fang / fæŋ / noun [countable]
a long sharp tooth of an animal such as a snake or wild dog مثل دندون نیش
par‧a‧chute 1 / ˈpærəʃuːt / noun [countable]
par‧a‧chut‧ist / ˈpærəʃuːtəst, ˈpærəʃuːtɪst / noun [countable]
par‧a‧troop‧er / ˈpærəˌtruːpə $ -ər / noun [countable]
par‧a‧troops / ˈpærətruːps / noun [plural]
par‧a‧chute 1 / ˈpærəʃuːt / noun [countable]
a piece of equipment fastened to the back of people who jump out of planes, which makes them fall slowly and safely to the ground:
a parachute jump
par‧a‧chut‧ist / ˈpærəʃuːtəst, ˈpærəʃuːtɪst / noun [countable]
someone who jumps from a plane with a parachute
par‧a‧troop‧er / ˈpærəˌtruːpə $ -ər / noun [countable]
a soldier who is trained to jump out of a plane using a parachute
par‧a‧troops / ˈpærətruːps / noun [plural]
a group of paratroopers who fight together as a military unit
splin‧ter 1 / ˈsplɪntə $ -ər / noun [countable]
splinters of glass
— splintery adjective
a small sharp piece of wood, glass, or metal, that has broken off a larger piece: تراشه
I’ve got a splinter in my finger.
ˌWailing ˈWall, the
a high stone wall in Jerusalem where Jews go to pray. It is the only remaining part of the ancient Temple of Jerusalem, which was destroyed in AD70.
wail / weɪl / verb
— wail noun [countable]:
the wail of police sirens
1 [transitive] to say something in a loud, sad, and complaining way: ضجه کشیدن
‘But what shall I do?’ Bernard wailed.
2 [intransitive] to cry out with a long high sound, especially because you are very sad or in pain:
Somewhere behind them a child began to wail.
3 [intransitive] to make a long high sound:
The wind wailed in the chimney.
cry your eyes out especially spoken
be in tears
be close to tears
wail / weɪl /
whimper / ˈwɪmpə $ -ər /
hold/fight back the tears
your eyes water
cry to produce tears from your eyes: Don’t cry – everything will be all right! | Men aren’t supposed to cry.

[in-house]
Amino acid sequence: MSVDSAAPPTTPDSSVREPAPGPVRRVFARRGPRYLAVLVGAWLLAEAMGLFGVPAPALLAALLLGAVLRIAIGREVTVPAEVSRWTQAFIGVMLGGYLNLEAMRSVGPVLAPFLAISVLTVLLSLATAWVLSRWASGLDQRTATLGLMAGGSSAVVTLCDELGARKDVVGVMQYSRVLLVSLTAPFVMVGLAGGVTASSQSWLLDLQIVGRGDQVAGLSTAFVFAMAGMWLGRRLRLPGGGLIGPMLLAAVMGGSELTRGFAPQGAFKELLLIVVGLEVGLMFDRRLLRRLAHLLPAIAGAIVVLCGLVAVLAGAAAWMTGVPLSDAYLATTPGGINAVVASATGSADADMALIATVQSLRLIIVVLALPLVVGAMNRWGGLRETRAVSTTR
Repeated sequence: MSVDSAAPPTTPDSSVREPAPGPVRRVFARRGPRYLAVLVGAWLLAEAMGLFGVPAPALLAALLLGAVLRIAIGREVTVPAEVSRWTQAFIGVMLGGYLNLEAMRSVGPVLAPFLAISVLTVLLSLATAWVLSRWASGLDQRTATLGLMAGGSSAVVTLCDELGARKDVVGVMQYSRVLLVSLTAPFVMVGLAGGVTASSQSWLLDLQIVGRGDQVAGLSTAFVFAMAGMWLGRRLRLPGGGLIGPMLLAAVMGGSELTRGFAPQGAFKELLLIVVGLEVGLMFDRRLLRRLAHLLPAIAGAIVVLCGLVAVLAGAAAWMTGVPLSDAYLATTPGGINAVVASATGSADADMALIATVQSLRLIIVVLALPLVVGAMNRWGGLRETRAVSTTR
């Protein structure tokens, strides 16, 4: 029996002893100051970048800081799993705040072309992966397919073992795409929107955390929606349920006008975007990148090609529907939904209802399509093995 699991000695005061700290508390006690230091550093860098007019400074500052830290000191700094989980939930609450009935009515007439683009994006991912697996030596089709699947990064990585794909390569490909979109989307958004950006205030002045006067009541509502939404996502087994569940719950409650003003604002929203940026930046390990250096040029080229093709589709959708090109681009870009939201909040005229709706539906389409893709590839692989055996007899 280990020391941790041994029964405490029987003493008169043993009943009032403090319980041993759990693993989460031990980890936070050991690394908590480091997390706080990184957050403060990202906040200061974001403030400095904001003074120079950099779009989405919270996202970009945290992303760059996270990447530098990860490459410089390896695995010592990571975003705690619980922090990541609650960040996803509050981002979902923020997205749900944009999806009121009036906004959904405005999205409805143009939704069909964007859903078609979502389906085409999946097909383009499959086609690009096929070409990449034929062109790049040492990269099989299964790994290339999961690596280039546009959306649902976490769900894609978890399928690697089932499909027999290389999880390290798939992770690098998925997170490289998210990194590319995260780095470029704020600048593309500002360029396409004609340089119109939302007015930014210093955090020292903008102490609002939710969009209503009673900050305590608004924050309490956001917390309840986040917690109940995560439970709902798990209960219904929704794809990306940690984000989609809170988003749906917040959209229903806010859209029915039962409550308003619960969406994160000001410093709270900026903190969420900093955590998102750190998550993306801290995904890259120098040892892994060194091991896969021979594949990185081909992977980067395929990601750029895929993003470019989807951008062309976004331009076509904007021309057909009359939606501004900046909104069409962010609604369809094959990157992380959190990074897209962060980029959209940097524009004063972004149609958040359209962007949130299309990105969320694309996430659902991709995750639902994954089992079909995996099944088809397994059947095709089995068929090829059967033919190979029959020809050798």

cry your eyes out especially spoken to cry a lot and for a long time: I cried my eyes out when I watched ‘Titanic’.
be in tears to be crying: By the end of his story, we were all in tears.
be close to tears to be almost crying: You could see that she was close to tears.
weep literary to cry, especially for a long time: His mother put her head on the table and wept.
sob to cry, taking sudden loud breaths: I could hear someone sobbing in the next room.
wail / weɪl / to cry very loudly in a high voice: The baby started wailing for its mother.
whimper / ˈwɪmpə $ -ər / to cry quietly and weakly: She began rocking to and fro, whimpering softly.
hold/fight back the tears to make a big effort not to cry: She told her story, struggling to hold back the tears.
your eyes water if your eyes water, they have tears in them, for example because of smoke, wind, or when you are cutting onions: The onions were making my eyes water.
tri‧fle 1 / ˈtraɪf ə l / noun
1 a trifle formal slightly یک کم، اندکی
a trifle eccentric/odd/unexpected etc.
2 [countable] old-fashioned something unimportant or not valuable: چیز بی ارزش
There’s no point in arguing over trifles.
3 [uncountable and countable] a cold British sweet dish made of layers of cake, fruit, jelly, custard, and cream
en‧trust / ɪnˈtrʌst / verb [transitive]
to make someone responsible for doing something important, or for taking care of someone سپردن
entrust something/somebody to somebody
She entrusted her son’s education to a private tutor.
be entrusted with something/somebody
I was entrusted with the task of looking after the money.
mud‧dle 1 / ˈmʌdl / noun [countable usually singular, uncountable]
when there is confusion about something, and things are done wrong as a result: سردرگمی، گیجی
Our accountant finally managed to sort out the muddle.
There was a bit of a muddle over our hotel reservations.
drab / dræb / adjective
— drabness noun [uncountable]
1 not bright in colour, especially in a way that stops you from feeling cheerful SYN dull: کدر و تیره
The walls were painted a drab green.
2 boring SYN dull: کسل کننده
people forced to live grey, drab existences in ugly towns
per‧plex / pəˈpleks $ pər- / verb [transitive]
— perplexing adjective:
a perplexing problem
if something perplexes you, it makes you feel confused and worried because it is difficult to understand SYN puzzle: گیج کردن
Shea’s symptoms perplexed the doctors.
trout / traʊt / noun
1 (plural trout) [uncountable and countable] a common river-fish, often used for food, or the flesh of this fish قزل آلا
trow‧el / ˈtraʊəl / noun [countable]
1 a garden tool like a very small spade بیلچه
2 a small tool with a flat blade, used for spreading cement on bricks etc.
spade / speɪd / noun [countable]
1 a tool for digging that has a long handle and a broad metal blade that you push into the ground بیلی که سرش پهنه